My chickens don't like my coop! What am I doing wrong?

Discussion in 'Coop & Run - Design, Construction, & Maintenance' started by Dead Diamonds, Feb 10, 2019.

  1. Dead Diamonds

    Dead Diamonds In the Brooder

    12
    9
    19
    Dec 2, 2018
    20190210_101341[1].jpg
    They used to always go in their coop at night by themselves. I was doing the deep litter method by just adding fresh shavings on top about twice a month. But then I ran out of shavings and kept forgetting to buy more and I guess I let it go for too long. It started to smell bad and the chickens stopped going in there by themselves at night. I removed all the old litter and replaced with new shavings. It now smells great but the chickens still do not want to go in there by themselves at night. I have to scoop them up and put them in there every night :(

    It has a hardware cloth floor.

    Even though there is fresh shavings, just a few days later I pick up the food feeder to refill it and there is white fuzz mold on the shavings underneath the feeder :(

    My intuition is telling me this is the wrong design. The litter should be in an enclosed weather proof area. Because it rains a lot and it just gets all wet and nasty in there. I feel as if this whole thing needs to be lifted off the ground. I suspect the ground underneath the coop is now super nasty and is breeding bad insects. Because even though its new fresh shavings, there are still a few tiny gnats and other super tiny bugs crawling around.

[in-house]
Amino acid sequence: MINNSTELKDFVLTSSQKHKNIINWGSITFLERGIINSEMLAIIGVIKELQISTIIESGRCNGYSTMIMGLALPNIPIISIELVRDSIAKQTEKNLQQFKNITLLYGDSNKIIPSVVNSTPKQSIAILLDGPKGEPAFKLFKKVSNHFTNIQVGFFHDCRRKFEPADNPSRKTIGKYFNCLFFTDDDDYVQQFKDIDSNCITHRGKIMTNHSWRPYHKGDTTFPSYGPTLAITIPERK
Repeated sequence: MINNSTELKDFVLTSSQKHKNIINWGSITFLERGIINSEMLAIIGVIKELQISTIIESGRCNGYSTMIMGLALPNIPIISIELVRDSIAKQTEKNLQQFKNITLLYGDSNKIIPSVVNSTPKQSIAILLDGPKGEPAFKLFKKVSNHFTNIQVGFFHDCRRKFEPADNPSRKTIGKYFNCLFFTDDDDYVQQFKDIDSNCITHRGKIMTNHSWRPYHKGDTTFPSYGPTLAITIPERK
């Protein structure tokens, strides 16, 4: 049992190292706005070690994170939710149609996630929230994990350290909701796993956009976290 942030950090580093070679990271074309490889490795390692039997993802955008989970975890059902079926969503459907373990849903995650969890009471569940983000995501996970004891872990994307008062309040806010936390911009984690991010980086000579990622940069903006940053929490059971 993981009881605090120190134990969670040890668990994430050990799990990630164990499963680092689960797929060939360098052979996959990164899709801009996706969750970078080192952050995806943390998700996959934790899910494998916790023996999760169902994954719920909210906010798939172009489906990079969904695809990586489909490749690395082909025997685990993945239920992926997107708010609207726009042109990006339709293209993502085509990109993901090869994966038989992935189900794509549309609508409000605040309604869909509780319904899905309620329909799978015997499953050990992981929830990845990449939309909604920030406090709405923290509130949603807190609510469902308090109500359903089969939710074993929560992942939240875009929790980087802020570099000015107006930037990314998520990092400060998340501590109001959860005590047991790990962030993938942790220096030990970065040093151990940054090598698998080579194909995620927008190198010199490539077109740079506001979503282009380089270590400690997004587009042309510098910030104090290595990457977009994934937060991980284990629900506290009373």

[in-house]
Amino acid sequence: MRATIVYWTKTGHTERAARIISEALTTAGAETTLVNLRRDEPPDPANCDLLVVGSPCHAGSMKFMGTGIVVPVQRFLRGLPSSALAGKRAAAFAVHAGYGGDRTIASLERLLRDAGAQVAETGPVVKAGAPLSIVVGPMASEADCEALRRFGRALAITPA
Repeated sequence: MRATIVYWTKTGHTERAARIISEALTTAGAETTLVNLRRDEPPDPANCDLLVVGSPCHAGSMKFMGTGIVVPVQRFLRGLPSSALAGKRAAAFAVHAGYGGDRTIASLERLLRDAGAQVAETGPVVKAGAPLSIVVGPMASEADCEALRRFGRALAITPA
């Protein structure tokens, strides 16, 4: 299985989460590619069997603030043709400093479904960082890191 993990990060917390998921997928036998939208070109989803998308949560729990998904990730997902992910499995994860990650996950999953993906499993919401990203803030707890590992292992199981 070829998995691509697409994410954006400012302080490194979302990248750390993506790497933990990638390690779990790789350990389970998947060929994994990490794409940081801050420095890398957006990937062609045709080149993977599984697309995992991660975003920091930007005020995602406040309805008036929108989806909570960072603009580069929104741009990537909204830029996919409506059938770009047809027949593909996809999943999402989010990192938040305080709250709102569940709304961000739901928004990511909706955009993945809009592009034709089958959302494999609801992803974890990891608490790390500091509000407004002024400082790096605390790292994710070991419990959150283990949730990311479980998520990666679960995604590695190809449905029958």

This is my first time having chickens. When I started this a few months ago in November 2018 I had 3 chickens. About 2 weeks ago, a few days after I cleaned the coop with new shavings, Penelope was wheezing/sneezing. I went to work and bought VetRX. I come home, only 6 hours later, and she was near death. Her comb turned purple. I poured a few drops of the medicine in her mouth and this seemed to make it worse. And then right there in front of me she started flopping around and died on her back with her feet in the air :( It was a horrible experience and made me feel like a terrible human being.

    Another thing I noticed was two of them had dark black oil spots near their comb on their head, which then progressed to a small bald spot. I'm pretty sure its from them scratching their itch. After I changed the litter, their bald spots grew back (new feathers with a lighter color).

    I suspect they are not eating as much when the feeder is inside the coop, so I put their feeder outside the coop and they made a mess with food on the ground around the feeder. A few days later there is white fuzz mold on the ground where the food fell.
     
  2. A_Fowl_Guy

    A_Fowl_Guy Crowing

    753
    4,180
    273
    Jan 29, 2019
    Newberry, Indiana
    How many chickens do you have? That coop looks too small for them.
     
  3. PirateGirl